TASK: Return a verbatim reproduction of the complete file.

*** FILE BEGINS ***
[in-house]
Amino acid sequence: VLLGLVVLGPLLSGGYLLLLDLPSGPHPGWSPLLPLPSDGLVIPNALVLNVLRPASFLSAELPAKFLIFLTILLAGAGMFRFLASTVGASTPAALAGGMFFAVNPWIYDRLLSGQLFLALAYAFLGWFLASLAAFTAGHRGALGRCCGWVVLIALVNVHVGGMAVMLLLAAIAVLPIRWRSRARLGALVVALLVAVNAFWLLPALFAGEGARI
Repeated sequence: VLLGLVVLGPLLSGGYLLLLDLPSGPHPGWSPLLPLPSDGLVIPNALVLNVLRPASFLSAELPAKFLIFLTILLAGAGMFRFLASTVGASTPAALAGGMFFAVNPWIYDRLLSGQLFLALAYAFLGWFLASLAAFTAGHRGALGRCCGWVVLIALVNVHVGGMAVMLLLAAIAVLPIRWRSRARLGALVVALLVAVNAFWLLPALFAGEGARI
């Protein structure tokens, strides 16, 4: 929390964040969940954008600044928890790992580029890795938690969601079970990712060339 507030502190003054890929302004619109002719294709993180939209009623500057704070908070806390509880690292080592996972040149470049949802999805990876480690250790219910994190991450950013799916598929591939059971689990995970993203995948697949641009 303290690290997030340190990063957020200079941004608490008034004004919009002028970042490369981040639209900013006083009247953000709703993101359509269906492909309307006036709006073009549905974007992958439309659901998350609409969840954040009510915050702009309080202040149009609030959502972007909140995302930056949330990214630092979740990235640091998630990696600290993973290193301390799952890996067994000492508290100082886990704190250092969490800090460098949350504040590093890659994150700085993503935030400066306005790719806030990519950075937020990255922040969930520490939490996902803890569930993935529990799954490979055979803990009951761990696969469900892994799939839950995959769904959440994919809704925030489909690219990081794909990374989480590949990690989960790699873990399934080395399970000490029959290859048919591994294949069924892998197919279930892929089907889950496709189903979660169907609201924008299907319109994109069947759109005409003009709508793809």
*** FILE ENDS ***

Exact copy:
[in-house]
Amino acid sequence: VLLGLVVLGPLLSGGYLLLLDLPSGPHPGWSPLLPLPSDGLVIPNALVLNVLRPASFLSAELPAKFLIFLTILLAGAGMFRFLASTVGASTPAALAGGMFFAVNPWIYDRLLSGQLFLALAYAFLGWFLASLAAFTAGHRGALGRCCGWVVLIALVNVHVGGMAVMLLLAAIAVLPIRWRSRARLGALVVALLVAVNAFWLLPALFAGEGARI
Repeated sequence: VLLGLVVLGPLLSGGYLLLLDLPSGPHPGWSPLLPLPSDGLVIPNALVLNVLRPASFLSAELPAKFLIFLTILLAGAGMFRFLASTVGASTPAALAGGMFFAVNPWIYDRLLSGQLFLALAYAFLGWFLASLAAFTAGHRGALGRCCGWVVLIALVNVHVGGMAVMLLLAAIAVLPIRWRSRARLGALVVALLVAVNAFWLLPALFAGEGARI
């Protein structure tokens, strides 16, 4: 929390964040969940954008600044928890790992580029890795938690969601079970990712060339 507030502190003054890929302004619109002719294709993180939209009623500057704070908070806390509880690292080592996972040149470049949802999805990876480690250790219910994190991450950013799916598929591939059971689990995970993203995948697949641009 303290690290997030340190990063957020200079941004608490008034004004919009002028970042490369981040639209900013006083009247953000709703993101359509269906492909309307006036709006073009549905974007992958439309659901998350609409969840954040009510915050702009309080202040149009609030959502972007909140995302930056949330990214630092979740990235640091998630990696600290993973290193301390799952890996067994000492508290100082886990704190250092969490800090460098949350504040590093890659994150700085993503935030400066306005790719806030990519950075937020990255922040969930520490939490996902803890569930993935529990799954490979055979803990009951761990696969469900892994799939839950995959769904959440994919809704925030489909690219990081794909990374989480590949990690989960790699873990399934080395399970000490029959290859048919591994294949069924892998197919279930892929089907889950496709189903979660169907609201924008299907319109994109069947759109005409003009709508793809």